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Nasi Lemak is Malaysia’s national dish, and even though I believe it is traditionally served for breakfast, I could quite happy eat this dish for breakfast, lunch and dinner. Whenever I go to a Malaysian restaurant, I don’t really need to look at the menu, as I know I’m going to choose my favourite Nasi Lemak. This classic dish contains a serving of coconut rice and various other components which can vary but typically include a curry of some kind, fried chicken, an egg, sliced cucumbers, and crispy fried anchovies and peanuts, all served up on a banana leaf.

Delicious!

4. SALMON

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Mr. D. is a real sweetheart. He knows how much I love salmon so whenever we go out to dinner, he’ll be checking out the menu for my favourite salmon dishes before he’s even decided what he wants!

At home, I’ll usually pan-fry or oven bake the salmon with some lemon, coriander, and maybe a little crushed chilli (if Mr. D.’s OK with that!) But I really don’t mind how it’s cooked, as I know it’ll be delicious. I’ve eaten salmon curried; in a salad; poached; with teriyaki sauce; in a red Thai curry; grilled with a mango salsa, and this weekend I’ll be trying Jamaican jerk salmon for the first time. Bring it on!

But strange as this may sound, I can’t actually stand smoked salmon at all! How bizarre!

5. FISH AND CHIPS

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This one can hardly be a surprise – I’m from England after all! I didn’t like it very much when I was a child though. I suppose it was because I was a very picky eater and I found fish and chips to be way too greasy. But as I got older I grew to love it. I still don’t like fish and chips if it’s overly greasy, and furthermore the chips have to be thick and chunky; I don’t care much for mushy peas, and the fish should preferably be cod and should always be battered NEVER breaded! Oh and you can hold the ketchup: I prefer to have a squeeze of lemon with chilli and garlic sauces. Not very British, I know, but it hits the spot!

I’ve tried fish and chips in other countries, and even though they’re not bad attempts, they’re obviously no match for the fish and chips at home. However I have to say the fish and chips in Zurich were pretty good!

6. SHEPHERD’S PIE

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Another British classic that I absolutely love and it takes me right back to my childhood. As fussy as I was during childhood when it came to food, I loved shepherd’s pie and I’d surprise everyone by asking for thirds! Some people – Mr. D. included – might just write off shepherd’s pie as bland slop on a plate but as far as I’m concerned, it means they’re not ‘doing it right.’ Minced lamb in a thick, brown gravy topped with mashed potatoes looks, sounds and tastes boring. Whenever anyone in our family makes it, we always try to jazz it up a bit. You can do that by adding herbs, garlic, cheese, spring greens or mashed root vegetables to the potato topping, and a tin of chopped tomatoes, a dash of Worcestshire sauce  and a load of veggies taste great in the minced lamb and helps to improve the appearance.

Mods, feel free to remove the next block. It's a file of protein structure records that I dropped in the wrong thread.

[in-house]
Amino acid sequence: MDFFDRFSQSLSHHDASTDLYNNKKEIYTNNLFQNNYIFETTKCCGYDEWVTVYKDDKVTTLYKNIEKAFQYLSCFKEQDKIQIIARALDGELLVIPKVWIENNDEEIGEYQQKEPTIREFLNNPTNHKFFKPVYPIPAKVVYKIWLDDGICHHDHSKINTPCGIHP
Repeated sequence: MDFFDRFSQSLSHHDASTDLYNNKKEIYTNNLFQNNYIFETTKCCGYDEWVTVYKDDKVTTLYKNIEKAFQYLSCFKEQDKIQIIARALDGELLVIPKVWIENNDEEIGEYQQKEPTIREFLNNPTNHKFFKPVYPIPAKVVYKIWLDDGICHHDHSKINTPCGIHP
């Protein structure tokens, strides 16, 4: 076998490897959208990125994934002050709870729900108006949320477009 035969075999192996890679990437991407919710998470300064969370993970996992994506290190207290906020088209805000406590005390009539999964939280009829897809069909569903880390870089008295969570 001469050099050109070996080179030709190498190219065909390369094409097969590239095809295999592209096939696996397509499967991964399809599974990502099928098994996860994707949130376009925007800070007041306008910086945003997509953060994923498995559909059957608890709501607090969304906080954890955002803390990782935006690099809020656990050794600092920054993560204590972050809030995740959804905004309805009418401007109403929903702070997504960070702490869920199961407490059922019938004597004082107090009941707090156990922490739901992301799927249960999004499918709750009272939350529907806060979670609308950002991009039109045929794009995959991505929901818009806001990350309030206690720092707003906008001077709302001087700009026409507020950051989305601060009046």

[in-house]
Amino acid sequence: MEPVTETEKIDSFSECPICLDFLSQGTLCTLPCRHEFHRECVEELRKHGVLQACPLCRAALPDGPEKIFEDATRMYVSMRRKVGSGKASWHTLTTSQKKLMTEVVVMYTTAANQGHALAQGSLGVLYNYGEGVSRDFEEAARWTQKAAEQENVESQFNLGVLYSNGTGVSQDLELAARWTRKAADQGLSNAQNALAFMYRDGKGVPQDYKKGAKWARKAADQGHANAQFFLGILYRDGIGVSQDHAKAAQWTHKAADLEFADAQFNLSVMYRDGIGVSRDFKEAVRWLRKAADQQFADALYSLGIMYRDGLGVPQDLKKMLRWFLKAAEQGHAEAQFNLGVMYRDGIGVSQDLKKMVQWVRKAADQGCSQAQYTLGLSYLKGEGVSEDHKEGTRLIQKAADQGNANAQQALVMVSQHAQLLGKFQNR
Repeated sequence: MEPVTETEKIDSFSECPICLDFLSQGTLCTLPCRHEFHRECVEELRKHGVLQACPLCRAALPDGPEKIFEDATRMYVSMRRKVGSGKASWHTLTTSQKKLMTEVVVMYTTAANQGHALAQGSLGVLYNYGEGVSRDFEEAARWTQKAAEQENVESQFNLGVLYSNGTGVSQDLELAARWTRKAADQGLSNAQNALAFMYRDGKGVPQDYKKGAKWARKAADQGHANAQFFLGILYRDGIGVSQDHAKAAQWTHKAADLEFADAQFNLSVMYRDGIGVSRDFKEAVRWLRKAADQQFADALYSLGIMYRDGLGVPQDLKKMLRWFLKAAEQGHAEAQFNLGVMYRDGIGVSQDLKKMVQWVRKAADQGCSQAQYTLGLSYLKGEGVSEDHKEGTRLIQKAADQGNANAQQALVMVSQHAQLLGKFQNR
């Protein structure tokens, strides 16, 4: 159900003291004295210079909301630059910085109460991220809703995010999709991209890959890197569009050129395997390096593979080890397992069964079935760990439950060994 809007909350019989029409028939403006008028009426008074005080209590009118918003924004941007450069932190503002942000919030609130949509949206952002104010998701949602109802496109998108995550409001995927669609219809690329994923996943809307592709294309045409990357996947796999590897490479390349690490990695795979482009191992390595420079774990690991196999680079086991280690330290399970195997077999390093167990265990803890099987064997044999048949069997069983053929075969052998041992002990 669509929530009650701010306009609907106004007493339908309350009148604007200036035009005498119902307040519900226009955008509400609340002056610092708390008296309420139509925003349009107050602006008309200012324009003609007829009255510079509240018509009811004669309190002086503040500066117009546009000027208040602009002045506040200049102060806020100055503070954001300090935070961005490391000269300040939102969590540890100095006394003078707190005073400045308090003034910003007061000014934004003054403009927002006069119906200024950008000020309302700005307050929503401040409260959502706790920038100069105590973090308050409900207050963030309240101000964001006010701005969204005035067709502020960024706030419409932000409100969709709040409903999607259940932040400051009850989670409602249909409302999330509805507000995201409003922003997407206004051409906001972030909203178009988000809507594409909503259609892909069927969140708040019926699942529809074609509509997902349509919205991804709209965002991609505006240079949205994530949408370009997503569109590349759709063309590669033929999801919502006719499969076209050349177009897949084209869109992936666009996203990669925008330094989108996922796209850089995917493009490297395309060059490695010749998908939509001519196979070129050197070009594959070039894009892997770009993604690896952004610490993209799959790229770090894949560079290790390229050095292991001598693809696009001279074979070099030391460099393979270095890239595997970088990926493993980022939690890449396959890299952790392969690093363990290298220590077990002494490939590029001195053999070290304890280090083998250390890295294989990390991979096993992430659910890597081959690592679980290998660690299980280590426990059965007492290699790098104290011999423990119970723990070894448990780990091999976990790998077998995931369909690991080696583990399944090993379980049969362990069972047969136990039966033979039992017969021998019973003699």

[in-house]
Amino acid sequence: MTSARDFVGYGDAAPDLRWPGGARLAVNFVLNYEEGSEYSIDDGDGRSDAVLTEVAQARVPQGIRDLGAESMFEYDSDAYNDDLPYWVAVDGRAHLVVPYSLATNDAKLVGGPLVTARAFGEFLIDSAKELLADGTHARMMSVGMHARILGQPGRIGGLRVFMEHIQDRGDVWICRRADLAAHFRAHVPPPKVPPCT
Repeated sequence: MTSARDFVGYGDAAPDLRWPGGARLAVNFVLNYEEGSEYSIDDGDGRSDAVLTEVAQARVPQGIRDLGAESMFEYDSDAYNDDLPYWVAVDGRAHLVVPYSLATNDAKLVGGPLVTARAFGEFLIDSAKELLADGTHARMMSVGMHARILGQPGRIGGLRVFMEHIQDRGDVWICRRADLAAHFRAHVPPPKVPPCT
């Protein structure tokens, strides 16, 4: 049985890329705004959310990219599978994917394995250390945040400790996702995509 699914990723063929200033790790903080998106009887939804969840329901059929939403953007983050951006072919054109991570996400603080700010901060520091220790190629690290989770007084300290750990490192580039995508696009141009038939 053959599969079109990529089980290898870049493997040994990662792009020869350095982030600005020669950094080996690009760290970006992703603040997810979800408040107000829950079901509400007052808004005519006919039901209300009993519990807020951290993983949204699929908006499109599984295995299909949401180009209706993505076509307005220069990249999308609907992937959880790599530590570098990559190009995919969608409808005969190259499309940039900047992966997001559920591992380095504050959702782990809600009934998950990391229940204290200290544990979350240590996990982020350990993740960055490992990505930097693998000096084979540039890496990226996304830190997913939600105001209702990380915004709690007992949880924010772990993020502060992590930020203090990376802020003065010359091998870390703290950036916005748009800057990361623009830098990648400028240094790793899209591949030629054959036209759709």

Though try as I might, I can never get Mr.D. to have more than a couple of forkfuls.

7. SEAFOOD

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Anyone who knows me knows that I’m a huge fan of seafood: crab, lobster, prawns, squid, scallops, clams… I seriously can’t get enough of them. Mr. D. and I went to an American restaurant in London last year where I ordered a kind a stew that had virtually every kind of seafood in a delicious white wine sauce. Bliss!

I’ve tried seafood cooked in many different ways but I believe that the best way of cooking seafood includes a fair bit of spice and zing to bring out the flavour.

8. MINTED LAMB CHOPS

bbc.co.uk

bbc.co.uk

 

Oh my goodness – heaven on a plate! This is something else that takes me back to my childhood as this was something I’d happily guzzle without complaining. It also happens to be my little brother’s favourite dish too. However, as the minted lamb is the star of the show, I like the accompaniments to be quite simple, so it’s just boiled potatoes, savoy cabbage and lashings of gravy for me – just like Mum used to make!

9. TRICOLORE SALAD

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I love this salad of mozzarella, tomatoes and avocado with a bit of basil. What’s so strange is that I was never a huge fan of cheese or avocado when I was younger but I absolutely love it now, and try to make a tricolore salad whenever I can – and it tastes divine in a wrap!

10. TROPICAL FRUIT SALAD

taste.com.au

taste.com.au

 

OK, so Mr. D. said no desserts but I had to sneak one in here! I’ve never really been an apples, oranges, grapes kind of girl. So if you’re going to serve me any kind of fruit or prepare a fruit salad, tropical’s the only way to go. I could eat mangoes, pineapples, passion fruit, papayas, jack fruit, soursop and kiwi fruit all day long. And it’s better than gorging on cakes and pies (though I adore those too!)